Aan de NS API is verder jammer dat er alleen XML als output beschikbaar is, en niet het lichtere JSON. Tenslotte protesteert de stylist in mij heel erg bij inconsistent taalgebruik in de XML: Nederlands in de vertrektijden feed, en Engels in de overige gedeeltes van de NS API.

Als alternatief is er openOV. Openov is een heel mooi initiatief om data van vervoerders samen te brengen en toegankelijk te maken op een open manier. Het project is nog volop in ontwikkeling. En misschien daardoor nog niet altijd even bruikbaar. Zo is de documentatie nog rommelig en te specifiek voor ontwikkelaars die zich niet willen verdiepen in de achterliggende techniek. Er wordt zonder algemene inleiding veelvuldig gestrooid met termen als koppelvlakken, BISON en PubSub. Verder is openOV een verzameling van verschillende deelprojecten, waarbij een duidelijk overzicht op één plek ontbreekt. Zo is er documentatie voor de : KV78Turbo REST API (met documentatie), een project pagina, een Google Group, ruwe data voor die die-hards, en een NS API zonder documentatie.

Ondanks deze kritiek hoop ik dat ontwikkeling aan het project door blijft gaan, en zal leiden tot een voor iedereen toegankelijke REST interface, waarmee gemakkelijk actuele vertrektijden en dienstregelen van al het OV in Nederland opgevraagd kan worden. Het begin is er in elk geval, met de KV78Turbo API.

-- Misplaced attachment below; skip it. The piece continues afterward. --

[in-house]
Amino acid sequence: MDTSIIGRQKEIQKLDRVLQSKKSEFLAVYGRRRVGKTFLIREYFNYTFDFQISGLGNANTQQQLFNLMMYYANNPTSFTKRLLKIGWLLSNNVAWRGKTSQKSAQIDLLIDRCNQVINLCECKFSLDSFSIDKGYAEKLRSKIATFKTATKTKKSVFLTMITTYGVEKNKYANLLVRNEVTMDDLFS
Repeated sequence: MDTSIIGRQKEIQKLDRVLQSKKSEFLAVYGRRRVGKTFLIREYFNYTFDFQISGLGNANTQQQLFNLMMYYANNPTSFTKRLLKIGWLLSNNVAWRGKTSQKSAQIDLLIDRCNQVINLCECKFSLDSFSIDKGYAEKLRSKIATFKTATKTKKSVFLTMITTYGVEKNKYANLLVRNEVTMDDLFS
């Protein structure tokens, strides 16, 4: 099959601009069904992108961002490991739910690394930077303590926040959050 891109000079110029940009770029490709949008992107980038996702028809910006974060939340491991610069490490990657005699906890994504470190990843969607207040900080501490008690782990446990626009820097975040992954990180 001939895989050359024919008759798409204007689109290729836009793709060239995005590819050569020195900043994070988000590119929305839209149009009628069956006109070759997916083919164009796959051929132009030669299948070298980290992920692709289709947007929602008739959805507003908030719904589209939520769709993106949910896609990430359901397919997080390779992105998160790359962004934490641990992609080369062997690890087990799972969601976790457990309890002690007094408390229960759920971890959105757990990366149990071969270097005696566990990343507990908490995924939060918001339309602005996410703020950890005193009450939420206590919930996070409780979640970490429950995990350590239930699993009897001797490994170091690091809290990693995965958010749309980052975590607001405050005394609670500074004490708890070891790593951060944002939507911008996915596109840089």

Dan is er nog 9292ov met hun open data initiatief. Opzich mooi, dat men zich ten doel stelt om data openbaar te maken via downloadbare datacollecties. Maar waar het meeste behoefte aan is onder bouwers van apps – een API waarmee dynamische data kan worden opgevraagd – ontbreekt het nog steeds. Ondanks aankondigingen in 2011 dat dit snel zou gaan gebeuren.

Er is stiekem echter wel een REST API beschikbaar die wordt gebruikt door de mobiele app van 9292ov.nl. Met een HTTP debugger als Charles kan je de calls naar https://api.9292.nl/0.1/ eenvoudig achterhalen. Je moet dan alleen nog wat instellen om communicatie via SSL te decoderen.

Maar helaas wordt deze API niet officieel ter beschikking gesteld aan het grote publiek. Hopelijk komt hier snel verandering in!

Update 25.03.2014 Bovenstaande API is inmiddels op Github uitgebreid gedocumenteerd! Knap gedaan. github.com/timvanelsloo/9292-api-spec.

In de tussentijd ben ik aan het experimenteren met de NS API in een Windows WPF applicatie met Metro interface. (zie post over Metro en WPF voor meer informatie).

Deze app is hier te downloaden

Windows 8 style apps in WPF

After building my first Windows 8 store app (using XAML and C#), I wondered whether it is doable to build desktop apps in the same style, without WINRT classes.